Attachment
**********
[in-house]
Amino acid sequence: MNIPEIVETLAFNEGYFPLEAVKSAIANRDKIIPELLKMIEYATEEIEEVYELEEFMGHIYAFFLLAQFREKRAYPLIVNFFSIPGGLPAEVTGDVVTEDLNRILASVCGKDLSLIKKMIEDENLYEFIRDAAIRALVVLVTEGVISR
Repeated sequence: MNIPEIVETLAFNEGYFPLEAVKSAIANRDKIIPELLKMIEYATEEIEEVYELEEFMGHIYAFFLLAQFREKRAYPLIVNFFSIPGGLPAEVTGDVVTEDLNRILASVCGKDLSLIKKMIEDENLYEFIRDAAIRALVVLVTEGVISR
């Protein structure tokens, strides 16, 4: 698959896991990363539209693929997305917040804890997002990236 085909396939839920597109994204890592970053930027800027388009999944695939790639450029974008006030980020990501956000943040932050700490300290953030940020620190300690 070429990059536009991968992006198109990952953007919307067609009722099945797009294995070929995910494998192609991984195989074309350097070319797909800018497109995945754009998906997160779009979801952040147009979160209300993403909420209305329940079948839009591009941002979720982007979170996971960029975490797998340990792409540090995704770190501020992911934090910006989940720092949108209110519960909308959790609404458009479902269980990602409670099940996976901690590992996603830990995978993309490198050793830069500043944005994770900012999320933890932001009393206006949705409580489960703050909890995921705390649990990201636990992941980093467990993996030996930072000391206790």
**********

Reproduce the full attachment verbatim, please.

[in-house]
Amino acid sequence: MNIPEIVETLAFNEGYFPLEAVKSAIANRDKIIPELLKMIEYATEEIEEVYELEEFMGHIYAFFLLAQFREKRAYPLIVNFFSIPGGLPAEVTGDVVTEDLNRILASVCGKDLSLIKKMIEDENLYEFIRDAAIRALVVLVTEGVISR
Repeated sequence: MNIPEIVETLAFNEGYFPLEAVKSAIANRDKIIPELLKMIEYATEEIEEVYELEEFMGHIYAFFLLAQFREKRAYPLIVNFFSIPGGLPAEVTGDVVTEDLNRILASVCGKDLSLIKKMIEDENLYEFIRDAAIRALVVLVTEGVISR
């Protein structure tokens, strides 16, 4: 698959896991990363539209693929997305917040804890997002990236 085909396939839920597109994204890592970053930027800027388009999944695939790639450029974008006030980020990501956000943040932050700490300290953030940020620190300690 070429990059536009991968992006198109990952953007919307067609009722099945797009294995070929995910494998192609991984195989074309350097070319797909800018497109995945754009998906997160779009979801952040147009979160209300993403909420209305329940079948839009591009941002979720982007979170996971960029975490797998340990792409540090995704770190501020992911934090910006989940720092949108209110519960909308959790609404458009479902269980990602409670099940996976901690590992996603830990995978993309490198050793830069500043944005994770900012999320933890932001009393206006949705409580489960703050909890995921705390649990990201636990992941980093467990993996030996930072000391206790």